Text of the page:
Mrs Pankhurst would certainly agree with the Millbank protesters. "There is something that Governments care for far more than human life, and that is the security of property," she said, "and it is through property that we shall strike the enemy." The press, politicians and others who represent the interests of business in this country have condemned the 'tens of thousands of pounds' that, in the Telegraph's estimation, were caused to the lobby at 30 Millbank, and called for the arrest of the perpetrators. Only a few, however, drew any equivalence with the tens of thousands of pounds that have, as a result of the forthcoming changes to higher education, been billed to every single young person who wishes to attend college or university from 2012. The young and the dispossessed, unlike the cheery millionaires of the Coalition, have done their maths with a little honesty. And we don't like the sums.

The young people who I saw punching their way into Tory HQ last week didn't come armed with tiny hammers hidden in their handbags like the suffragettes -- they had only their fists and feet and a powerful sense of betrayal. They could not, however, have chosen a better target if they'd tried. The building is owned by the Reuben Brothers, prominent Conservative party donors whose fortune totals some £5 billion. Insurance will easily cover what, to the Reubens, must seem a relatively puny loss. Unfortunately, the young people who have just seen their security, their society and their dreams of a better future torn away from them by politicians who were elected on a promise to do the precise opposite do not have any sort of insurance to fall back on.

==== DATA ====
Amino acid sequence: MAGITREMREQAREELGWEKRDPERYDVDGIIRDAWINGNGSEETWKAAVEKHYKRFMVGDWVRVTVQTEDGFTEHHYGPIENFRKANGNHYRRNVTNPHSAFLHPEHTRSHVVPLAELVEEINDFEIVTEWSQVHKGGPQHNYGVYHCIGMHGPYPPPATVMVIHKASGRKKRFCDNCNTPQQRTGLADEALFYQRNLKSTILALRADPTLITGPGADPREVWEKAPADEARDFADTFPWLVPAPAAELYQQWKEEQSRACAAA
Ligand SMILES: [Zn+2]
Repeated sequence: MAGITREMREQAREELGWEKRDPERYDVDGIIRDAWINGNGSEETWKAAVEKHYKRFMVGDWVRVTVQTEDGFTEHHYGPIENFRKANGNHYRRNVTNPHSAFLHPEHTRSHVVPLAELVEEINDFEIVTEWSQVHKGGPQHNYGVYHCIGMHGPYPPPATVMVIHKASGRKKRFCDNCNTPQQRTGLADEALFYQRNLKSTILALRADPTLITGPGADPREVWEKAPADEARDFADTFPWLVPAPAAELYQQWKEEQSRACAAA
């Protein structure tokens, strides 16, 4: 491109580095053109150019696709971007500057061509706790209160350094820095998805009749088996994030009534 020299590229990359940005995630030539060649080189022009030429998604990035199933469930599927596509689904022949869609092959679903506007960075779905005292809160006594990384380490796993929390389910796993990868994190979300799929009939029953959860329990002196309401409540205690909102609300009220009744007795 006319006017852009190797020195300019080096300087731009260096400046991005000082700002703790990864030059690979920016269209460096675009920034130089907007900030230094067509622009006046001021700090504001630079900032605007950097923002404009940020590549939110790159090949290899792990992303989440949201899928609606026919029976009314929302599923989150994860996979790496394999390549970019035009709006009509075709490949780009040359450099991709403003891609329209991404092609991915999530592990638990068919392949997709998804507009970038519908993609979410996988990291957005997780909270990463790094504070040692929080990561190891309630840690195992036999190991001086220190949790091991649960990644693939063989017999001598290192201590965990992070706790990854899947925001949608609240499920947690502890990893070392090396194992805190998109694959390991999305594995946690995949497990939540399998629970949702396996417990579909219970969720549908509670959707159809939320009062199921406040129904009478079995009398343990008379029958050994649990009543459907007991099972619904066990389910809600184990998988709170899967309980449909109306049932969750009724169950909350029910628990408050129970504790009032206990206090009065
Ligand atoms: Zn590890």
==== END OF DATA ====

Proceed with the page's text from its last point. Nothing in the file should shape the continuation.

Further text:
Breaking point

Some kinds of vandalism are easy to condemn. Certainly the antisocial furniture-and-window breakage of today's student protesters had an excellent model in the loutishly methodical property destruction of the Bullingdon club, the exclusive Oxford drinking club to which the current Prime Minister and many of his cronies belonged in their own, entirely state-funded university days. After trashing various private dining rooms and student suites, the Bullingdon boys would write cheques to compensate the owners with the lazy confidence with which they would later authorise the destruction of social security.